What’s Next?

This series is meant to support my colleagues at MedeAnalytics, so it’s driven by what we just happen to be talking about at any given point. Tomorrow I plan to put out a little post on some Lamar-specific tricks that are helpful in integration testing. Beyond that, I think dealing with database state is the most important thing we’re missing at work, so that needs to be a priority.

Integration Testing: IHost Lifecycle with xUnit.Net

I’m part of an initiative at work to analyze and ultimately improve our test automation practices. As part of that work, I’ll be blogging quite a bit about test automation starting with my brain dump on test automation last week and my most recent post on mocks and stubs last month. From here on out, I’m curating all of my posts and selected writings from other folks on my new Automated Testing page.

I’m already on record as saying that the generic host (IHost) in recent versions of .Net is one of the best things that’s ever happened to the .Net ecosystem. In my previous post I stated that I strongly prefer having the system under test running in process with the test harness for faster feedback cycles and easier debugging. The generic host builder introduced in .Net Core turns out to be a very effective way to bootstrap your system within automated test harnesses.

Before I dive into how to use the IHost in automated testing, here’s a couple issues I think you have to address in your integration testing strategy before we go willy nilly spinning up an IHost:

  • You ideally want to test against your code running in a realistic way, so the way code is bootstrapped and configured should be relatively close to how that code is started up in the real application.
  • There will inevitably need to be at least some configuration that needs to be different in testing or some services — usually accessing resources external to your system — that need to be replaced with stubs or some other kind of fake implementation.
  • It’s important to cleanly dispose or shutdown any IHost object you create in memory to avoid potential locks of resources like database connections, files, or ports. Failing to clean up resources in tests can easily make it harder to iterate through test fixes if you find yourself needing to manually kill processes or restart your IDE to release locked resources (been there, done that).
  • The IHost can be expensive to build up, and sometimes there’s going to be some serious benefit in reusing the IHost between tests to make the test suite run faster.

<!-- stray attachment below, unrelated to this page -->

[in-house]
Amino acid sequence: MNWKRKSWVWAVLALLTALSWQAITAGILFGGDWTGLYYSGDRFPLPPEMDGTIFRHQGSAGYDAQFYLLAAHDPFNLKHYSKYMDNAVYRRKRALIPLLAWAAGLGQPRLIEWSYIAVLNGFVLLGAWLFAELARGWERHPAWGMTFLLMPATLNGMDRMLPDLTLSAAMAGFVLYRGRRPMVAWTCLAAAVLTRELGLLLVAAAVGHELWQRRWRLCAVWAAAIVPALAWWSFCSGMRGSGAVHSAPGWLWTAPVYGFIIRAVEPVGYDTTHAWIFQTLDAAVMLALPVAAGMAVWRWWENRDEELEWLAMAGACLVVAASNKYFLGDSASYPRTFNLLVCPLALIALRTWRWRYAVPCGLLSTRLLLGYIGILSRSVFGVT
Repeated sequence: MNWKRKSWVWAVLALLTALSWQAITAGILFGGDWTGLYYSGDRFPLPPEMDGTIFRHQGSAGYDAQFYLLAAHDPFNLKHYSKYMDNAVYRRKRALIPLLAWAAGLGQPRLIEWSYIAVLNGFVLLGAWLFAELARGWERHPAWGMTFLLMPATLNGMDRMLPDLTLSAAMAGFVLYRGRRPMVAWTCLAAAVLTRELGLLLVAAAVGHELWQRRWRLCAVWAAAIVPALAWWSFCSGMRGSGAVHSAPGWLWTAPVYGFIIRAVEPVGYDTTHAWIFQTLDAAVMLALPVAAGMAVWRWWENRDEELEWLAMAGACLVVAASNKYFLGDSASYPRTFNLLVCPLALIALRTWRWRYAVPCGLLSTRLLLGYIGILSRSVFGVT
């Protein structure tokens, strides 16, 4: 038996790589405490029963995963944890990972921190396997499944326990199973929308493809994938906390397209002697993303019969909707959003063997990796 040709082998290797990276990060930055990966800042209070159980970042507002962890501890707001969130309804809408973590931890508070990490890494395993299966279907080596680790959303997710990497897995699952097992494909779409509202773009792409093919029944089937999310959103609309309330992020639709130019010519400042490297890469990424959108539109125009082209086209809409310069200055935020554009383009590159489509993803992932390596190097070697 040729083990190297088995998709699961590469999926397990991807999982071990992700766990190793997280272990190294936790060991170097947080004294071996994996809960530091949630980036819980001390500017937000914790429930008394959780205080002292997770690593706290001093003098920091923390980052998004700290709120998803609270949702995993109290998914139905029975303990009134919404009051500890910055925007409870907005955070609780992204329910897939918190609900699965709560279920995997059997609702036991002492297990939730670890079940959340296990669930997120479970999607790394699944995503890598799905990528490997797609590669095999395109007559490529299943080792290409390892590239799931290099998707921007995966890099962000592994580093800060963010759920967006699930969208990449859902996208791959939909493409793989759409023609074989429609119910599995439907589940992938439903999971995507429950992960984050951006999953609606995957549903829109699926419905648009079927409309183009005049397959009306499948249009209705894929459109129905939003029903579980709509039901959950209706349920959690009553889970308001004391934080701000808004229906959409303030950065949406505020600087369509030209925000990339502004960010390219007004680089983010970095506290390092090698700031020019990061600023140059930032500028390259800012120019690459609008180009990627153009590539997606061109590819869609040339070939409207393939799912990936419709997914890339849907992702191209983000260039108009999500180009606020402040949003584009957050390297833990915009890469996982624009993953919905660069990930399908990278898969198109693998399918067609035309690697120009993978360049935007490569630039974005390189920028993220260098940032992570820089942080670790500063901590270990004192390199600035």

• But the IHost is stateful, and there could easily be resources (singleton scoped services, databases, and whatnot) that could impact later test runs in the suite.

Before I jump into solutions, let’s assume that I have two projects:

  1. WebApplication is an ASP.Net Core web service project. WebApplication uses Lamar as its underlying DI container.
  2. A test project that references WebApplication

xUnit.Net Mechanics

I’m more comfortable with xUnit.Net, so I’m going to use that first. My typical usage is to share the IHost through xUnit.Net’s CollectionFixture mechanism (and if you think the usage of this thing is confusing, welcome to the club). First up, I’ll build out a new class I usually call AppFixture to manage the lifecycle of the IHost. The example project I’ve built here is an ASP.Net Core web service project, so I’m going to use Alba to wrap the host inside of AppFixture as shown below:

    public class AppFixture : IDisposable, IAsyncLifetime
    {
        public IAlbaHost Host { get; private set; }
        public async Task InitializeAsync()
        {
            // Program.CreateHostBuilder() is the code from the WebApplication
            // that configures the HostBuilder for the system
            Host = await Program
                .CreateHostBuilder(Array.Empty<string>())
                
                // This extension method starts up the underlying IHost,
                // but Alba replaces Kestrel with a TestServer and
                // wraps the IHost
                .StartAlbaAsync();
        }

        public Task DisposeAsync()
        {
            return Host.StopAsync();
        }

        public void Dispose()
        {